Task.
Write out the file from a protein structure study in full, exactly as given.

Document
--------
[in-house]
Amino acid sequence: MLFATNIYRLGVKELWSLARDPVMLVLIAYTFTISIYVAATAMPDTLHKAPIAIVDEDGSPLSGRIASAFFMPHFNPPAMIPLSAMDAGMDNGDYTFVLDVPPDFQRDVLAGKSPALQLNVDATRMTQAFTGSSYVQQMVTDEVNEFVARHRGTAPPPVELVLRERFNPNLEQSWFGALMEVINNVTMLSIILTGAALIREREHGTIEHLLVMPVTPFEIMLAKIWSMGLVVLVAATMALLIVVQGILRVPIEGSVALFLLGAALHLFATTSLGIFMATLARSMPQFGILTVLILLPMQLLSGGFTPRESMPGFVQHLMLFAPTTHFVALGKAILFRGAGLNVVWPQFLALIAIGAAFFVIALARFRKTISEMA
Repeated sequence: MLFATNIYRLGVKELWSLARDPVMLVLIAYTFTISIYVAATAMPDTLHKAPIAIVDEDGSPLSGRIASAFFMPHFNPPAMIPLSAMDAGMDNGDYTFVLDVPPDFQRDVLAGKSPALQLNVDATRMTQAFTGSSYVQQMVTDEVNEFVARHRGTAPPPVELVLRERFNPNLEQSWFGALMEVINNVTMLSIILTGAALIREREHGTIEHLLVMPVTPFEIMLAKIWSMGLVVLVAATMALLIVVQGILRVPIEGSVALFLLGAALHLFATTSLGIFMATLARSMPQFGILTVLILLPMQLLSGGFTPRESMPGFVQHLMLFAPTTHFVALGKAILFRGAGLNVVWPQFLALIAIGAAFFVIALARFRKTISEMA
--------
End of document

[in-house]
Amino acid sequence: MLFATNIYRLGVKELWSLARDPVMLVLIAYTFTISIYVAATAMPDTLHKAPIAIVDEDGSPLSGRIASAFFMPHFNPPAMIPLSAMDAGMDNGDYTFVLDVPPDFQRDVLAGKSPALQLNVDATRMTQAFTGSSYVQQMVTDEVNEFVARHRGTAPPPVELVLRERFNPNLEQSWFGALMEVINNVTMLSIILTGAALIREREHGTIEHLLVMPVTPFEIMLAKIWSMGLVVLVAATMALLIVVQGILRVPIEGSVALFLLGAALHLFATTSLGIFMATLARSMPQFGILTVLILLPMQLLSGGFTPRESMPGFVQHLMLFAPTTHFVALGKAILFRGAGLNVVWPQFLALIAIGAAFFVIALARFRKTISEMA
Repeated sequence: MLFATNIYRLGVKELWSLARDPVMLVLIAYTFTISIYVAATAMPDTLHKAPIAIVDEDGSPLSGRIASAFFMPHFNPPAMIPLSAMDAGMDNGDYTFVLDVPPDFQRDVLAGKSPALQLNVDATRMTQAFTGSSYVQQMVTDEVNEFVARHRGTAPPPVELVLRERFNPNLEQSWFGALMEVINNVTMLSIILTGAALIREREHGTIEHLLVMPVTPFEIMLAKIWSMGLVVLVAATMALLIVVQGILRVPIEGSVALFLLGAALHLFATTSLGIFMATLARSMPQFGILTVLILLPMQLLSGGFTPRESMPGFVQHLMLFAPTTHFVALGKAILFRGAGLNVVWPQFLALIAIGAAFFVIALARFRKTISEMA